Day of high drama in trial of DUT Fees Must Fall activist Bonginkosi Khanyile

17 July 2018 - 17:29
By Lwandile Bhengu
Fees Must Fall activist Bonginkosi Khanyile in the Durban Regional Court on July 1 2018
Image: THULI DLAMINI Fees Must Fall activist Bonginkosi Khanyile in the Durban Regional Court on July 1 2018

It was a day of high drama in the Regional Court where Durban University of Technology (DUT) and Fees Must Fall activist Bonginkosi Khanyile started his three-day trial on Tuesday.

Earlier in the day‚ Khanyile's case got off to a rocky start when his legal aid lawyer‚ Avinash Bissessor‚ announced he was withdrawing his services and Khanyile earned the wrath of magistrate Siphiwe Hlophe when he attempted to have the trial postponed.

Khanyile's lengthy charge sheet includes incitement to commit public violence‚ illegal gathering‚ obstructing traffic‚ causing a nuisance on public roads‚ possession of explosives and the possession of dangerous weapons - a slingshot that Khanyile became known for during Fees Must Fall protests at DUT in 2016.

However‚ after an adjournment the matter proceeded with Bissessor back in court.

But it was not long before Hlope became frustrated with Khanyile who initially didn't want to plead.

After prosecutor Nkululeko Msiya read out Khanyile's 13 count charge sheet and Hlope asked Khanyile how he intended to plead‚ the bachelor of technology public administration graduate said: "I am uncomfortable‚ I feel cornered."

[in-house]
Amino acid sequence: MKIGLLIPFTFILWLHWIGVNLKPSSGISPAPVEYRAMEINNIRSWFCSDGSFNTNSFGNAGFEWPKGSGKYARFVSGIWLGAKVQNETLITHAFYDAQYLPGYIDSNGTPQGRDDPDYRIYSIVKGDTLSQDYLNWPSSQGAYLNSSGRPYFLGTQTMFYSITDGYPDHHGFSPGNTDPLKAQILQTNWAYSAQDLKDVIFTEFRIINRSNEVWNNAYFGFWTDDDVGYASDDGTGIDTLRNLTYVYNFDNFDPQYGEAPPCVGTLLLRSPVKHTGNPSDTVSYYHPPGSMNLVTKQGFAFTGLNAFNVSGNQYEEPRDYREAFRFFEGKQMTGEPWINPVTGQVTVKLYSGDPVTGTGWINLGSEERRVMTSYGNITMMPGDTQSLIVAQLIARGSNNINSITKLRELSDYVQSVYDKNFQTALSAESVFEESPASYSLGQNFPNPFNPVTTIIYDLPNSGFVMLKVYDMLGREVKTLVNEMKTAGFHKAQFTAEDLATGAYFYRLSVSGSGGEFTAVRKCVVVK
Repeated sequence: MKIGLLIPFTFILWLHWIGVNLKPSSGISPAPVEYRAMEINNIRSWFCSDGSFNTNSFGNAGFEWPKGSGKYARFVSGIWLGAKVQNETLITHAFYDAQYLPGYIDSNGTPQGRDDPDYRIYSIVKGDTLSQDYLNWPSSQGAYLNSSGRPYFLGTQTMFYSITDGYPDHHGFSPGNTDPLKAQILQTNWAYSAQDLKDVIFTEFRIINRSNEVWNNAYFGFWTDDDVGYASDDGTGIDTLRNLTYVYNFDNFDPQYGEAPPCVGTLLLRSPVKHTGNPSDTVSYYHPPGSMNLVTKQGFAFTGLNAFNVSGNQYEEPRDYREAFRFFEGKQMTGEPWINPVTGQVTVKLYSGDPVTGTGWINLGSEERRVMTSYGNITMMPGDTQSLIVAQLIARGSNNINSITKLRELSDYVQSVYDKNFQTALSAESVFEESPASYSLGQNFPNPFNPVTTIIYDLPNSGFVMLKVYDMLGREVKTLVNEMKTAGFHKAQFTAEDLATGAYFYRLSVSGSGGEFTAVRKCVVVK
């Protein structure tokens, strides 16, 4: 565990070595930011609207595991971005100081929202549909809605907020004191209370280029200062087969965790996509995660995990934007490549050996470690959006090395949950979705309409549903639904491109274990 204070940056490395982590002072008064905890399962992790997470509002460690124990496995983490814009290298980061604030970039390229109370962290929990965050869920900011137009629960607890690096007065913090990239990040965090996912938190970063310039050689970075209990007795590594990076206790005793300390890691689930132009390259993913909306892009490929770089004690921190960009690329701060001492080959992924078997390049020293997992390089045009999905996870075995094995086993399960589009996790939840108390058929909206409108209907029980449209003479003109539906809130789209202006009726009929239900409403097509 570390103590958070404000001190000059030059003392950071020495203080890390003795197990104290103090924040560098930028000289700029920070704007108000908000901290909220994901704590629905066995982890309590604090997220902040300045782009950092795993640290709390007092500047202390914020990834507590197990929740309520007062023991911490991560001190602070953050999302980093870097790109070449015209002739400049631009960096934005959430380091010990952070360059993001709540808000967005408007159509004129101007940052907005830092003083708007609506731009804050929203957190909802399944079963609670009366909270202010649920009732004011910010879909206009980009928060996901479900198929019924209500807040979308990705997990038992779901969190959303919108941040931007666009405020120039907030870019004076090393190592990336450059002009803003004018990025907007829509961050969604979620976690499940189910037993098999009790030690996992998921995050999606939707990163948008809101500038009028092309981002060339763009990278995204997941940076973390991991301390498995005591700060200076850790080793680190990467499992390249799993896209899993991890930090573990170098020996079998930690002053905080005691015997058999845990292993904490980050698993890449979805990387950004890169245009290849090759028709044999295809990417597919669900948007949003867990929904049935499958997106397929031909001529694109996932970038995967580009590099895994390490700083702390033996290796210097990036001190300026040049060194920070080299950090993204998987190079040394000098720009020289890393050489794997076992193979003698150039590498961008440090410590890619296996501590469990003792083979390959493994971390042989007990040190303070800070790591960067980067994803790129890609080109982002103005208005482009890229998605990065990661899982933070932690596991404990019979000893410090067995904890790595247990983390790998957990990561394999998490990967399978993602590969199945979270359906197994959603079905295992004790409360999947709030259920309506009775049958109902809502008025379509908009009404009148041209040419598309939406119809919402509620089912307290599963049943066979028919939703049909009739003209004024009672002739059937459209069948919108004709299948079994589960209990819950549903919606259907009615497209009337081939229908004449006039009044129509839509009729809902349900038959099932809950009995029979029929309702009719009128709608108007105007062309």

Frustrated by Khanyile's "arrogance" the magistrate cut him off saying: "If you aren't happy with any order made against you by the court you can appeal it after."

Eventually the magistrate entered a plea of not guilty as per the Criminal Procedure Act.

The state said that they would be proving Khanyile’s guilt through eyewitnesses’ testimonies - which would include those of members of the police and expert evidence that would prove that the slingshot allegedly used by Khanyile was a dangerous weapon.

Using the 2016 Fees Must Fall movement as a contextual backdrop to Khanyile’s case‚ senior prosecutor Roshiela Benimadho called state witness Captain Fernandez Luke of the Durban Metro police to testify. He gave evidence on the Public Gatherings Act‚ and how the various student protests that had taken place at DUT had been in contravention of the act.

Luke’s testimony was followed by that of policeman Warrant Officer Shaun Robins‚ one of Khanyile's arresting officers. Robins‚ who is stationed with the Public Order Policing unit‚ gave insight into the DUT protests.

"We were hit with stones and rocks‚ anything they (protesting students) could pick up and throw at us. Our police vehicles were damaged by stones."

Khanyile’s defence is that although he was present at the protest‚ he didn't commit the crimes. The trial will resume on Wednesday.